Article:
by Danny Gallagher, posted Nov 13th 2009 7:02PM
In my never-ending, tireless, four day quest to completely categorize Sesame Street (read my previous features here, here and here), it seems I have completely missed one.

Mental Floss Magazine has tapped a hidden but flowing resource of Muppets who have actually been fired from Sesame Street, characters I almost completely had erased from my memory like musician Don Music, Professor Hastings and Bruno the Trashman.

Who knew that Muppets could also fall victim to the horrors and uncaring hands of a mighty economic recession? I suppose that living in a garbage can makes you financially bulletproof.

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Sesame Street's 40th: Five funniest characters

by Danny Gallagher, posted Nov 13th 2009 11:02AM
It's not surprising that a colorful and lively show like Sesame Street, one devised by the genius that was Muppets creator Jim Henson, was at heart a comedy. What is surprising is that so many adults who grew up with the show still find it so damn funny (or maybe that has more to do with the rise of marijuana use, but beggars can't be users, er, choosers).

In fact, a recent box set of the show's earliest episodes came with a disclaimer that the episodes contained within it were "not for kids." That's also because it contained the rare lost episode from the early 1970s when Grover and Prairie Dawn accidentally wandered into the Plato's Retreat swingers club where they learned the difference between "top" and "bottom".

The point is adults can find just as much to laugh at as their kids do and here are the biggest chortle-makers.

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A Sesame Street short that got shorted (almost)

by Danny Gallagher, posted Nov 12th 2009 8:01PM
As any child of the 80s knows, there is a slew of great mini-cartoons and animation shorts from Sesame Street that belong on yesterday's list of the greatest shorts. Unfortunately, word space and time are cruel mistresses.

There was a sixth I wanted to include but had to go: the famous Baby Climbs the Stairs short. It deserves special mention because it's more emotional teaching than just concrete concepts like numbers or letters. It was also created by W. Lee Savage, the father of Mythbusters host and special effects guy Adam Savage.

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Sesame Street's 40th: Five biggest controversies

by Danny Gallagher, posted Nov 12th 2009 11:01AM
Sit a kid in front of a TV for an hour a day and a parent is bound to find something that offends them, other than the fact that plopping impressionable minds in front of a TV unsupervised is considered "good parenting."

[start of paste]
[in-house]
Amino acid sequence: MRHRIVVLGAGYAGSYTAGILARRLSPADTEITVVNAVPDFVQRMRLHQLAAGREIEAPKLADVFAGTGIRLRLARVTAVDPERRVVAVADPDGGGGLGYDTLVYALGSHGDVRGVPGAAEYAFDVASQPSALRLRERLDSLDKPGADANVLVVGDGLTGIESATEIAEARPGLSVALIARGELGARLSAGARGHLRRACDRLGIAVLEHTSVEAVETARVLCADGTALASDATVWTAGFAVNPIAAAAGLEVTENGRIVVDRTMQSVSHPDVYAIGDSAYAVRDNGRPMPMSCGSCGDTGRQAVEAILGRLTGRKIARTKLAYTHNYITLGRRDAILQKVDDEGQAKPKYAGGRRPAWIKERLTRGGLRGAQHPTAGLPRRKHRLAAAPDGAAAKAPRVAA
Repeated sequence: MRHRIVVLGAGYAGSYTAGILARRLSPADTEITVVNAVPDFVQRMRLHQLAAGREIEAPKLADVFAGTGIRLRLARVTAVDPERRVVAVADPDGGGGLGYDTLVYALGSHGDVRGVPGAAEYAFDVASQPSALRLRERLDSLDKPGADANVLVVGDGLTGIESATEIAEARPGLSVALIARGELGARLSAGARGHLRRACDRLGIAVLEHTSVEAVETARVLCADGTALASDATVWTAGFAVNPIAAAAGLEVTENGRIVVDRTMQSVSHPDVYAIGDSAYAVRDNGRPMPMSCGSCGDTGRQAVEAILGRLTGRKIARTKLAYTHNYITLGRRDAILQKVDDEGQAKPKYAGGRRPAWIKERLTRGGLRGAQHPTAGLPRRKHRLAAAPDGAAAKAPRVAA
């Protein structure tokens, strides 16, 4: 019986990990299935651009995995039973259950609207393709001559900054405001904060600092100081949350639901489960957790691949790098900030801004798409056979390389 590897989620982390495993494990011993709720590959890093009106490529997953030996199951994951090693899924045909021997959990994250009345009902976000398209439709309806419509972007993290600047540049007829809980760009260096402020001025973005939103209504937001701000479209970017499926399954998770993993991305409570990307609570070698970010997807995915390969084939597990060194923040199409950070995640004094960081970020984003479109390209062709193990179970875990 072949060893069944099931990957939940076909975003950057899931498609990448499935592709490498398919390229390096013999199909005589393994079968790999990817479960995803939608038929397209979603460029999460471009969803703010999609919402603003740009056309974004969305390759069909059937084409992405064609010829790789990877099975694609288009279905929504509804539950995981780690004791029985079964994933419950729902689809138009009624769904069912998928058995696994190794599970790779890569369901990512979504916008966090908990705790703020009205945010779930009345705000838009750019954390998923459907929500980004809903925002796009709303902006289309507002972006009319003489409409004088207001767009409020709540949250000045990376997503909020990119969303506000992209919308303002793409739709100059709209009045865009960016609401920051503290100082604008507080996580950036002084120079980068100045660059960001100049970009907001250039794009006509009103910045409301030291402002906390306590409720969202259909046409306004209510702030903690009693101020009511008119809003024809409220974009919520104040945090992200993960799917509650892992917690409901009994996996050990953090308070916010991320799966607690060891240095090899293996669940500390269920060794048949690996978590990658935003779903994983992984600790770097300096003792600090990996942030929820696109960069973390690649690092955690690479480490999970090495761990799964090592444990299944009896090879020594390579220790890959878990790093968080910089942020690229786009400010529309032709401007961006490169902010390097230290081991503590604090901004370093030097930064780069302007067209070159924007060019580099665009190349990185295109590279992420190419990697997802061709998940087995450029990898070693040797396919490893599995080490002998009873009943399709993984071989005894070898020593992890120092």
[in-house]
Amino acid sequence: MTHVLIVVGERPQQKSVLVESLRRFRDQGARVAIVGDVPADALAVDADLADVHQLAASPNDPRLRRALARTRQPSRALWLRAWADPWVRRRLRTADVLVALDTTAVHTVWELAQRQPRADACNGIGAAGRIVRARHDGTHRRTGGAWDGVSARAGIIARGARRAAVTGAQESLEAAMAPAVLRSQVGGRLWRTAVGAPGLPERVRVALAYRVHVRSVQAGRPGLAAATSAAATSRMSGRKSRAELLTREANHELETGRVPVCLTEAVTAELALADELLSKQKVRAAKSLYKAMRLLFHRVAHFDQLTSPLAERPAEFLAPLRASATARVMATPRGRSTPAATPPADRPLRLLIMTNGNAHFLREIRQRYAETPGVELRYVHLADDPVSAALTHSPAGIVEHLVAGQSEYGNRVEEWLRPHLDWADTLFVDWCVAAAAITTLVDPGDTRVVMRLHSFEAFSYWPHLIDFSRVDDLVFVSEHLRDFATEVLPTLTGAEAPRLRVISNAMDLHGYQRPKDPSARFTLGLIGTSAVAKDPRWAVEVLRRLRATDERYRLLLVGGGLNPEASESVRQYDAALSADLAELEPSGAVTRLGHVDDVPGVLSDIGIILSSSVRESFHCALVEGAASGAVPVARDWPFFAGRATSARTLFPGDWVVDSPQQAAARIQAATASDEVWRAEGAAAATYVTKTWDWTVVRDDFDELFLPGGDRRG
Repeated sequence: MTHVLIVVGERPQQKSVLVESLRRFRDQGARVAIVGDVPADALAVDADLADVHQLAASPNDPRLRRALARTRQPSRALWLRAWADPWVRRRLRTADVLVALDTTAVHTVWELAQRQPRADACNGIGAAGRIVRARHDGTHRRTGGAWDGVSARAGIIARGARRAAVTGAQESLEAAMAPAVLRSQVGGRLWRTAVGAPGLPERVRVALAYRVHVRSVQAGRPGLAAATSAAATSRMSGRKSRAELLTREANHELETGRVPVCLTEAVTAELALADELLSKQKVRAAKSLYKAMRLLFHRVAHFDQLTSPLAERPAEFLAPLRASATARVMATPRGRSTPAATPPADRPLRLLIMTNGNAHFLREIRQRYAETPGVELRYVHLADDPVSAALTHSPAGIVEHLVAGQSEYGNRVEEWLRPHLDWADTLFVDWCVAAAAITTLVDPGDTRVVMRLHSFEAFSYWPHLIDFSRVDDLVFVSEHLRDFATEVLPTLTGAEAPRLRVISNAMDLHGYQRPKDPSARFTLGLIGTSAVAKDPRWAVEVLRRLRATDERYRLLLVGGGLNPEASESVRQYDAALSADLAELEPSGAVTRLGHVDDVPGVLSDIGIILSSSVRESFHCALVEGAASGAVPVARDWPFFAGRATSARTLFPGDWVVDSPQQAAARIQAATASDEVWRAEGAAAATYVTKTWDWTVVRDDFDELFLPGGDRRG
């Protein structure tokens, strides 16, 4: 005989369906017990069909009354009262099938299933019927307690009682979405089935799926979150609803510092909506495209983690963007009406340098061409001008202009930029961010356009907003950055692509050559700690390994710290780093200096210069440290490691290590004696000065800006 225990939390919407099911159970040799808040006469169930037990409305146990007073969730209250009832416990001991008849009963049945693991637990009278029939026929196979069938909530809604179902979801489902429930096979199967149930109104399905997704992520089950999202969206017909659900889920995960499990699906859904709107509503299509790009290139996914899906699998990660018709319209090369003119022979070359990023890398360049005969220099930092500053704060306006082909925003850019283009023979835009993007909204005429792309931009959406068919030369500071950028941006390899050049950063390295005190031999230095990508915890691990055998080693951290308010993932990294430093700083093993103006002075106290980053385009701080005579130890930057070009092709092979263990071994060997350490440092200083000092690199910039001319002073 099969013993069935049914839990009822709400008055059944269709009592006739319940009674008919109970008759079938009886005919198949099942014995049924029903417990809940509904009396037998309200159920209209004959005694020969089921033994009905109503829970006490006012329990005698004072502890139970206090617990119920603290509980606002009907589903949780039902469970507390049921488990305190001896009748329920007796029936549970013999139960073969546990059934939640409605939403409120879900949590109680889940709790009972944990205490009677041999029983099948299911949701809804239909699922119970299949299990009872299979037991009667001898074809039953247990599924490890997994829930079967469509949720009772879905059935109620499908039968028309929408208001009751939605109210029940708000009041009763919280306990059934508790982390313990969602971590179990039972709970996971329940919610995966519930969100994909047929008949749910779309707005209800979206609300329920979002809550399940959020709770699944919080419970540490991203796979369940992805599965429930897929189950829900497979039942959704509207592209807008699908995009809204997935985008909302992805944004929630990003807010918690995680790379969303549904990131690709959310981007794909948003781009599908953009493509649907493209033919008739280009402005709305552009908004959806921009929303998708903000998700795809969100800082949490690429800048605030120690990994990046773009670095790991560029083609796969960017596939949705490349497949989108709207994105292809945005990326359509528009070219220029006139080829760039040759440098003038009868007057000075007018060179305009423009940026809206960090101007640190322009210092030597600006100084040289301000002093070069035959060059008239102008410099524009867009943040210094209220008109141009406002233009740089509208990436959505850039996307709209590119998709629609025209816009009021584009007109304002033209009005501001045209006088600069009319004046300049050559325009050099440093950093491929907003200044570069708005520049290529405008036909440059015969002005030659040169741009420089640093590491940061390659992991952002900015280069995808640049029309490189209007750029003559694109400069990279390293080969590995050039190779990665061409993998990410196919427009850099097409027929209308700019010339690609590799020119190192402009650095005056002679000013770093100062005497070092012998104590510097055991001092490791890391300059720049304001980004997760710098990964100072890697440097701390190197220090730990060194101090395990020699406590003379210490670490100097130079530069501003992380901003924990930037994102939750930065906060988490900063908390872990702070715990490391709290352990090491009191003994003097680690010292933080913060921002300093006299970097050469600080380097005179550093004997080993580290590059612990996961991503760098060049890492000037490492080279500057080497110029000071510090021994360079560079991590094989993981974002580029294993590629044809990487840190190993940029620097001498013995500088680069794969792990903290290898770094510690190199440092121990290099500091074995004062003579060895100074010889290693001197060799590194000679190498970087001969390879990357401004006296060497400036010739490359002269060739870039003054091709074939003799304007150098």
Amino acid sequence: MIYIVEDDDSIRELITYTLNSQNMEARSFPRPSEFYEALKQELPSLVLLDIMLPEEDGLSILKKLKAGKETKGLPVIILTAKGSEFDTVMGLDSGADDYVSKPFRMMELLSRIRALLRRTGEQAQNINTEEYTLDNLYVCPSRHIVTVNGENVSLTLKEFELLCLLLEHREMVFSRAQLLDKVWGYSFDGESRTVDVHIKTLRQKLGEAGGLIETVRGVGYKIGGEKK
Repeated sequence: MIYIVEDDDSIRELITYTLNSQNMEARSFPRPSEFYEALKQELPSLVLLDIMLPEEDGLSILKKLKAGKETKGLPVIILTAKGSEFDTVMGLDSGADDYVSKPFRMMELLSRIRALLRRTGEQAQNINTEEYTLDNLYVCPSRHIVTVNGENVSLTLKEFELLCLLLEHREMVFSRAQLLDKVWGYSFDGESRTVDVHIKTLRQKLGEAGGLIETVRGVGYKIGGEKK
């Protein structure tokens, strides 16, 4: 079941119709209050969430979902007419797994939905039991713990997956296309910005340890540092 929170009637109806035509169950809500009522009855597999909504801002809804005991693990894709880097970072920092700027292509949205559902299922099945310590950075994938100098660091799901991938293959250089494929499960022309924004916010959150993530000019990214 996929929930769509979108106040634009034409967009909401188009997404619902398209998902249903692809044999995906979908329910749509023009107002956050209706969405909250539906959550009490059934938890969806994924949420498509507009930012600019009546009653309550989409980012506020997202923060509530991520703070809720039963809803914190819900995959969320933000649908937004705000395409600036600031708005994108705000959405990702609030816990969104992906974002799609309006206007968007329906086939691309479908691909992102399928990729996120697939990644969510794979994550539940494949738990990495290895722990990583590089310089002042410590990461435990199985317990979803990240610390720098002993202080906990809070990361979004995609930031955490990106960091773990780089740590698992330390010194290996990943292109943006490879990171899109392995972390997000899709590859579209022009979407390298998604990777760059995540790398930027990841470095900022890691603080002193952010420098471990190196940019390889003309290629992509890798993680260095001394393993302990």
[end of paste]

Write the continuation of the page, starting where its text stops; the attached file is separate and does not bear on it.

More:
Sesame Street
is no stranger to controversy. Critics, cynics and crybabies have called out the show on everything from questionable behavior to the ambiguous situations...of puppets. Of course, all of these complaints and cackling criticisms just scratch the surface of a much bigger issue that has largely gone unaddressed: the total loss of our sanity and grasp on reality.

So as we look back at the last 40 years of television's greatest children's show, we see some speed bumps along the way. These are the ones that caused the greatest loss of tire pressure.

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Grouches gone wild

by Danny Gallagher, posted Nov 11th 2009 8:01PM
Everyone on Sesame Street is cheery and happy and beaming with cheery happiness, but all that internal sunshine has blinded from the reason why Oscar is such a grouch.

Finally, Oscar finds the gumption to tell everyone on Sesame Street why he's such a big ol' grouch.

WARNING: This video contains language some people might find offensive. So if you're within ear shot of your boss and don't like it when he gets all mad and fires you, use the headphones, please.

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Sesame Street 40th: Five greatest animated shorts

by Danny Gallagher, posted Nov 11th 2009 11:00AM
This week marks the 40th anniversary of Sesame Street, the greatest and most celebrated kids' show in the history of the known universe.

Its cast of colorful character and innovative use of the medium have made it more than just entertainment for the young ones. It's a children's show that has educated the growing minds of children all over the world. It's a show that has shaped a generation into curious and innovative people. It's a show that could kick the ass of any other children's show on the planet if the two were in some sort of a weird battle to the death, provided that no weapons were involved and Justice League doesn't count as a kids' show.

To celebrate this momentous day in television history, I'm compiling the most interesting moments, memories and characters from the show's 40 years into four special lists for their anniversary week (Why four? Because 40 would break the last ounce of my spirit), starting now with the show's best short cartoons.

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Sesame Street turns 40 today

by Danny Gallagher, posted Nov 10th 2009 5:29PM
Forty years ago today, a little show called Sesame Street first took to the airwaves. You may have heard of it. If not, please find the nearest child and ask them about it. Be sure to keep your guard up from the inevitable dolt-slap the child will give you.

We here at TV Squad have something special planned for this historic milestone in TV history. Until then, here's an interesting preview of the show discovered by the neat folks at Neatorama.

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TV Squad Ten: Cartoon women who should have Playboy centerfolds

by Danny Gallagher, posted Nov 10th 2009 11:05AM
Marge Simpson in PlayboyMarge Simpson's spread in Playboy was a groundbreaking moment for cartoon women everywhere. Her sensual skin pics paved new ground for the "feminine-animated."

She told the world that the women of animation aren't just vehicles for humor or straight characters to set up punchlines for the males on the paper. She helped us realize they have thoughts, feelings, emotions and yes, even urges that make them unique, infinitely interesting and utterly fascinating. They are, as Dr. Frasier Crane so eloquently put it, "like a fine wine: always intoxicated, ever surprising and only getting better with age."

And so, for the cause of gender equality and female empowerment, here are the ten cartoon chicks who should pose naked because it would be righteously awesome.